In 2017, we saw a few TVs from secondary brands such as Element and Westinghouse use the Amazon Fire TV system—which includes Alexa—as their smart TV platform. And Google Assistant recently made its way to TVs using the Android TV smart TV platform.

But in 2018 you can expect to see a wider adoption of both Alexa—if not the whole Fire TV platform—and Google Assistant in smart TV systems, even from a few major brands.

These TVs will not only let you use these voice assistants to search for and access content, but also interact with and control other compatible smart home devices, such as lighting, thermostats, and speakers.

4. New TV Technologies Get a Showcase

Perhaps the most interesting TV technology we expect to hear about at CES and in 2018 is the "self-illuminating" LED, which can make an LCD TV more OLED-like. A few companies, including Samsung and Sony, have been working to develop this technology, in which LEDs generate their own light—eliminating the need for a backlight.

"What you’re referring to something that we called 'micro LED'," says IHS' Gagnon, who says that while the technology offers a lot of advantages, it's still extremely expensive.

"Currently, we only see micro LED being used in commercial application; it could possibly trickle down to consumer TVs, but not until a few years from now," he says.

What will have a big impact this year, he says, are improvements to LCD TV backlight technologies. Because LCD TV backlights are always on, the TV tries to block the light during dark scenes—but some light always manages to leak through. This can make blacks look gray, or create halos around lighter images shown against dark backgrounds.

Full-array LED backlights, where the LEDs are arrayed across the entire bask of the panel rather than just on the edges, is one way LCD TVs can improve their performance.

"I am expecting to see more full-array local dimming LED backlights this year as a way to enhance the performance of LCD against OLED," Gagnon explains. "Samsung had drifted away from full-array local dimming last year to emphasize the thinner form factor, but I think that was to their detriment. With its Z9 series last year, which uses a full-array backlight with local dimming, Sony demonstrated that LCD performance can be just about on par with OLED in many instances."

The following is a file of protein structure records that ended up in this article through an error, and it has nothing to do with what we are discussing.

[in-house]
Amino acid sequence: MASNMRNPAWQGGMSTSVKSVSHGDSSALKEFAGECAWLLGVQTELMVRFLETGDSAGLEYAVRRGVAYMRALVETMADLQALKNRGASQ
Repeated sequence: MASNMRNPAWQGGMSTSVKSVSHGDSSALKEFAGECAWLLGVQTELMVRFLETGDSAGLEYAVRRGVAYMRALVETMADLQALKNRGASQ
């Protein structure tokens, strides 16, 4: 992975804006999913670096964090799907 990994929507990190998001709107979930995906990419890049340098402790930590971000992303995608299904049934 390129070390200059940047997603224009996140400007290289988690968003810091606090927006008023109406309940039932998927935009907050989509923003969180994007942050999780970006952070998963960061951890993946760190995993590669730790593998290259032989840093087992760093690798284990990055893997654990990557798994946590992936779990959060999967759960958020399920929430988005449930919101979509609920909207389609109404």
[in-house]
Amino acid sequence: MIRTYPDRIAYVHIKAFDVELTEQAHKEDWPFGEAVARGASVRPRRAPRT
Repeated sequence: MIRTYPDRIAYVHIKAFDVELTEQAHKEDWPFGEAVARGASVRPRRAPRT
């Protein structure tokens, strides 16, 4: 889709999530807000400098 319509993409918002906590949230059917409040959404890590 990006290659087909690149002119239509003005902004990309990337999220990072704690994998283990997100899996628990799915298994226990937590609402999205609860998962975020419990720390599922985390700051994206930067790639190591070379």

5. 8K and a New Version of HDMI

Even though 4K TVs are really just now becoming mainstream, at CES there will be talk about—and demonstrations of—even higher-resolution 8K displays, or TVs with four times the resolution of 4K sets.

Most industry watchers believe that 8K TVs are still several years away from being a real option for consumers, but 8K broadcast trials are already under way in Japan, and some high-profile events, such as the upcoming Olympics, will be shot in 8K. But it's helpful to remember that broadcasters are still struggling with the amount of bandwidth required for 4K transmissions. Our take here at CR: 8K won't have a meaningful effect on the consumer TV market for at least another five or six years, and only in the very largest screen sizes.

We also expect to hear more about faster frame rates this year, though it too is unlikely to have any impact on TVs sold in 2018. This refers to content shot at 120 frames per second, rather than the current 60 frames per second. Sports networks are especially interested in this technology, which doubles the number of frames displayed each second on a TV, which can help reduce motion blur during fast-moving scenes.

But to handle these new technologies, which require greater bandwidth, you'll need a new version of HDMI, which has just been finalized. HDMI 2.1, as it's being called, supports higher video resolutions—up to 10K—as well as 120Hz frame rates with 4K content. There will also be new, ultra high speed HDMI cables that can support the new features.

We don't think that HDMI 2.1 will have much impact this year.

"I do think it's a bit late to see HDMI 2.1 in 2018 products, and probably not needed just yet," agrees IHS's Gagnon. "I mainly see it as being necessary for 8K TVs rather than 4K TVs."

NPD's Baker is even more blunt: "No one cares about HDMI 2.1, nor should they.  It's  certainly not a reason to buy, or not buy, a TV. And by 2020 all TVs will have it."

6. Chinese Brands Gain Momentum

Chinese TV manufacturers have been on the rise globally for several years now. According to IHS Markit, both Hisense and TCL are now among the world's top 10 LCD TV brands.

Of the two, Hisense, which also controls the Sharp TV brand in the U.S., has been the more aggressive from a technology standpoint, utilizing quantum dots in its flagship "ULED" TVs.

But TCL, an early adopter and strong proponent of Roku TVs, has been more successful in terms of sales, which is why you may see more of them in stores—or in your friends' homes.

"Both companies have become much more aggressive in the U.S. market over the past year," Gap's Kennedy says. "But TCL in particular has been able to greatly increase its presence at large national retailers in 2017, in large part due to its arrival in Best Buy stores for the first time, and doubling its presence at Target and Walmart."

Hisense, she adds, has also significantly increased its retail placements over the past two years, though not as much as TCL.

Both companies tend to have middle-of-the-pack scores in CR's ratings. But we have seen some of the better sets from each brand rise in our ratings over the past two years.

"But it's not just about placement. TCL has done well with consumers by adding the popular Roku smart TV operating system to its TVs and expanding its 4K assortment, with several tiers to choose from," she says. "Hisense lags behind TCL in terms of retail placements and TV features, but has slick branding and marketing plans, coupled with low prices, that appeal to consumers."

Both companies have major press conferences at CES this year, so we're looking forward to hearing their plans for 2018. Even better, we'll be testing new sets from these, and other brands, this year to see how well they perform.